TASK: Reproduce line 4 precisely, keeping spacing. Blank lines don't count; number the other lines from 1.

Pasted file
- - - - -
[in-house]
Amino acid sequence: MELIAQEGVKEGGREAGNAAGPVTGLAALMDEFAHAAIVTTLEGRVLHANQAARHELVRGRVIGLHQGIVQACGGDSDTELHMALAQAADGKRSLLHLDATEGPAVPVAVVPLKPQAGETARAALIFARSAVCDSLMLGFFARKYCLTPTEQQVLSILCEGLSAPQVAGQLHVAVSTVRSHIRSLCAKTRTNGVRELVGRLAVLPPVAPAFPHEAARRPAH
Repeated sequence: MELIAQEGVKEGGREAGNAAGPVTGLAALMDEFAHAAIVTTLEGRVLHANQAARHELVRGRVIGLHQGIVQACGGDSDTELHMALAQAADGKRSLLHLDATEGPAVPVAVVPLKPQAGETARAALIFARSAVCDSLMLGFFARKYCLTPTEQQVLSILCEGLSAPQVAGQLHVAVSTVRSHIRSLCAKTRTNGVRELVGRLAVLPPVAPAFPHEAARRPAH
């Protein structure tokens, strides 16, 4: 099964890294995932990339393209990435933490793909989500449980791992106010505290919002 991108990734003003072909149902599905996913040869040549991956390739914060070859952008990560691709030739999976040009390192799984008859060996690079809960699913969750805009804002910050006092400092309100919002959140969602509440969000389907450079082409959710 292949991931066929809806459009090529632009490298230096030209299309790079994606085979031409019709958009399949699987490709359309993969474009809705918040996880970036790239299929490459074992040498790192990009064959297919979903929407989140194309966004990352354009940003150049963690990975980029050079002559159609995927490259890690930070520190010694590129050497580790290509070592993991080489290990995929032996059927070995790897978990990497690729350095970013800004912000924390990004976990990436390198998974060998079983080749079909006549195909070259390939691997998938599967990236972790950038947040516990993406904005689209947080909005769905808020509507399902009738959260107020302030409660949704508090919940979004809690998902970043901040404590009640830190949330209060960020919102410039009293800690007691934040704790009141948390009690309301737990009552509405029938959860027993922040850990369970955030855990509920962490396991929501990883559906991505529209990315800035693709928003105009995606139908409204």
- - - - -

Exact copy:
């Protein structure tokens, strides 16, 4: 099964890294995932990339393209990435933490793909989500449980791992106010505290919002 991108990734003003072909149902599905996913040869040549991956390739914060070859952008990560691709030739999976040009390192799984008859060996690079809960699913969750805009804002910050006092400092309100919002959140969602509440969000389907450079082409959710 292949991931066929809806459009090529632009490298230096030209299309790079994606085979031409019709958009399949699987490709359309993969474009809705918040996880970036790239299929490459074992040498790192990009064959297919979903929407989140194309966004990352354009940003150049963690990975980029050079002559159609995927490259890690930070520190010694590129050497580790290509070592993991080489290990995929032996059927070995790897978990990497690729350095970013800004912000924390990004976990990436390198998974060998079983080749079909006549195909070259390939691997998938599967990236972790950038947040516990993406904005689209947080909005769905808020509507399902009738959260107020302030409660949704508090919940979004809690998902970043901040404590009640830190949330209060960020919102410039009293800690007691934040704790009141948390009690309301737990009552509405029938959860027993922040850990369970955030855990509920962490396991929501990883559906991505529209990315800035693709928003105009995606139908409204």